Archive for February, 2010

25th February
2010
written by Tony

When a piece of metal rusts, it is like a cancer. The oxidation spreads slowly, bubbling the paint before it erupts to the surface like an angry weal that can only be removed and patched over with a new piece of uncorrupted metal. After a certain point the rust can’t be stopped and the entire affected area has to be removed to protect the rest of the undamaged metal. And, even if it is stopped, there is always the risk of return, there is never remission. A chip leads to a flake which exposes the metal’s strength to the corruption of the air and the rust returns, requiring constant vigilance. Set amidst the ruins of a beautiful but economically devastated Pennsylvania steel town, American Rust tells the story of the slow decay of the people trapped by the gutted city of Buell and the prison of its influence. The strength of steel is slowly eroded by the creeping influence of rust born of neglect, and as rust slowly spreads across the closed mills of Buell it becomes apparent that the residents of the doomed city are decaying as surely as the ruins left in the shadows and smoke of the once vibrant smelters and factories. (more…)
22nd February
2010
written by Steph

Celery & Stilton Soup! Yum!

What do you do when you have (for reasons that are somewhat confusing to you) a ton of celery in your fridge and a bunch of blue cheese?  I guess you’ve got the side fixins for some chicken wings, but if you’re me, you make soup!  And a really good one at that!  Of course, this is assuming that you enjoy blue cheese, but if not, what are you doing with it in your fridge? (more…)
19th February
2010
written by Steph

One of my 2010 resolutions that is always at the back of my mind (but struggling to break through to the forefront, I assure you) is that I’d like to read more Classics.  Who doesn’t, really?  We have a pretty wide selection for me to choose from (and with my ipod touch on hand, the possibilities of free public domain novels are nearly endless), so it can be somewhat overwhelming trying to narrow my pick down to single book.  In such times, I tend to wind up creating highly specific restrictions that are ultimately pretty arbitrary.  In this case, I decided that since A Hero of Our Time is considered the father of the Russian novel, and we have a bunch of Russian classics (e.g., The Brothers Karamazov, Doctor Zhivago, The Master & Margarita, etc.,) kicking about the place, I’d better read this one before I tackle any of those other ones.  It only makes sense, right? (more…)
16th February
2010
written by Steph

Ever since falling ill last week, I’ve fallen woefully behind in my book reviews.  Not that I’ve been reading a ton, because I haven’t (that’s how sick I was… a week spent pretty much NOT reading!), but still, I’ve read some and then haven’t had the energy to write about any of it.  It probably doesn’t help that I’ve spent time on some fairly mediocre reads, The Egyptologist, being one such book. This is a novel told through letters and diary entries, which is actually a pretty cool conceit and helps the story flow a lot better than it might otherwise have done.  We open with a letter from one Ralph Trilipush addressed to his fiancée, essentially telling her that if she’s reading this letter then he must be dead.  He left a few months prior to the date of this letter on an archeology expedition in Egypt with the aim of uncovering the tomb of an ancient king whose very existence is hotly disputed.  In the letter, Trilipush mentions that he is sending along his private journals and dig notes so that his fiancée can publish his findings.  The rest of The Egyptologist is made up of these bits of writing allowing the reader to slowly reconstruct what happened to Trilipush.  In addition, we are also privy to the correspondence of an aging Australian private eye, who was hired many years ago to find the illegitimate offspring of a wealthy English shipping magnate; these letters are addressed to the great nephew of Trilipush’s fiancée, and as readers we slowly begin to piece together a larger mystery that is in play and that heretofore has never properly been resolved. (more…)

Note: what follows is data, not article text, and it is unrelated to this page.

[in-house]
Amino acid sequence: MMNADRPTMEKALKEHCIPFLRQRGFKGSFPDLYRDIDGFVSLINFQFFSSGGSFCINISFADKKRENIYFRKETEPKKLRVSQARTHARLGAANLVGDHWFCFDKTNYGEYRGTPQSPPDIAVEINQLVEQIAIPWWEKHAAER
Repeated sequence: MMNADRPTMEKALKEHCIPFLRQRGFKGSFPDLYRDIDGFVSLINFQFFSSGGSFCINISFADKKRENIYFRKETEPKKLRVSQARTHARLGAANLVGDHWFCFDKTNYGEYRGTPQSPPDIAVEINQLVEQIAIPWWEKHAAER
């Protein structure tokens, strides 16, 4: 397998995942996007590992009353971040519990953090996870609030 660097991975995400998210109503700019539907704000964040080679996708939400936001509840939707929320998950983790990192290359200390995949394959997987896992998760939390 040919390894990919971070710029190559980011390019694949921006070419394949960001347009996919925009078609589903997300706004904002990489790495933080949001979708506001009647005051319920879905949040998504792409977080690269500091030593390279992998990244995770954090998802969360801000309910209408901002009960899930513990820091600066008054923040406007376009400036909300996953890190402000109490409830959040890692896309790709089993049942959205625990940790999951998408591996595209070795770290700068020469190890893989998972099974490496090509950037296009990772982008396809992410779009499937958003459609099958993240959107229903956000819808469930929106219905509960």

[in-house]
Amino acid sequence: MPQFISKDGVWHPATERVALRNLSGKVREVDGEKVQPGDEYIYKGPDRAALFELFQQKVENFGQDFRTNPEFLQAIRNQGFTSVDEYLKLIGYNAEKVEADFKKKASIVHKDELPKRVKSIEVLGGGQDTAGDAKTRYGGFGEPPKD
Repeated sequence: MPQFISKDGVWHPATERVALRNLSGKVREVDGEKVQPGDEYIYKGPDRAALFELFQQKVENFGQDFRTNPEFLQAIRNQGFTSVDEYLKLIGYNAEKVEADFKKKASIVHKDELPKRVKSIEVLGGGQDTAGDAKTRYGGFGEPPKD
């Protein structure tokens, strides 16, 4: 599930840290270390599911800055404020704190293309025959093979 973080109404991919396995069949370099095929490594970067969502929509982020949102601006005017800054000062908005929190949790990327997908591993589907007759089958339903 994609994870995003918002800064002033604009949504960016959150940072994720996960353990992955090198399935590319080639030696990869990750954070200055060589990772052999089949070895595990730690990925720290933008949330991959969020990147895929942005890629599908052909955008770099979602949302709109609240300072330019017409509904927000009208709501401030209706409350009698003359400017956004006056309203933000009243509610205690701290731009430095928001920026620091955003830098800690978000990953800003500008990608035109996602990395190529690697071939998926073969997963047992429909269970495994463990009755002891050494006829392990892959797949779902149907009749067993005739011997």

12th February
2010
written by Steph

[Apologies for the lack of updates this week - I've been RIDICULOUSLY SICK, and today was the first day since Tuesday that I haven't had an insane fever!] For the past few years I’ve been meaning to re-read The Catcher in the Rye, but never seemed to make the time to do so.  Then J.D. Salinger passed away on January 27, and I finally got the push I’d been needing.  Notorious for being a recluse who hated journalists and publicity of any kind, I figured re-reading the misadventures of misanthropic Holden Caulfield would be an appropriate tribute.  It may still have been more attention than Salinger himself would have liked, given that he never stopped writing but simply stopped publishing, but I still wanted to give the man his due. I can’t remember exactly when I first encountered The Catcher in the Rye, but I do know I was likely far too young to have been reading it; I’m sure I was around 9 or 10… what were my parents thinking?!?  I remember borrowing it from the library and being utterly enthralled by it. I don’t think I was a particularly angsty pre-teen, but I remember hungrily devouring Holden’s narrative and reverently cherishing the novel.  Evidently I loved it enough that my parents gave me a beautiful hard-bound copy for Christmas in 1995  - when I was 12 years old.  That’s the copy that I still read from today, and is the copy I’m sure I read from in Grade 11 English when we studied the novel.  At the age of 15, I think I was better placed to see myself reflected in Holden’s narrative, specifically his vitriolic rage against the phonies and the morons who pester him wherever he goes.  Again, I don’t think I was an especially angry teenager, but… I was still a teenager. Just so you understand my love affair with this book, I admit that as pretentious and uninspiring as it may seem now, in my final year of highschool the quote underneath my graduation photo in the yearbook was the following:
(more…)
7th February
2010
written by Steph
Sorry for the one-week hiatus!  Totally unintentional, but things have been busy and movie-watching wound up taking a back seat to other stuff, and it's taken us this long to accrue enough material to bother podcasting. BUT.  We did manage to watch some doozies over the last two weeks... On this week's podcast: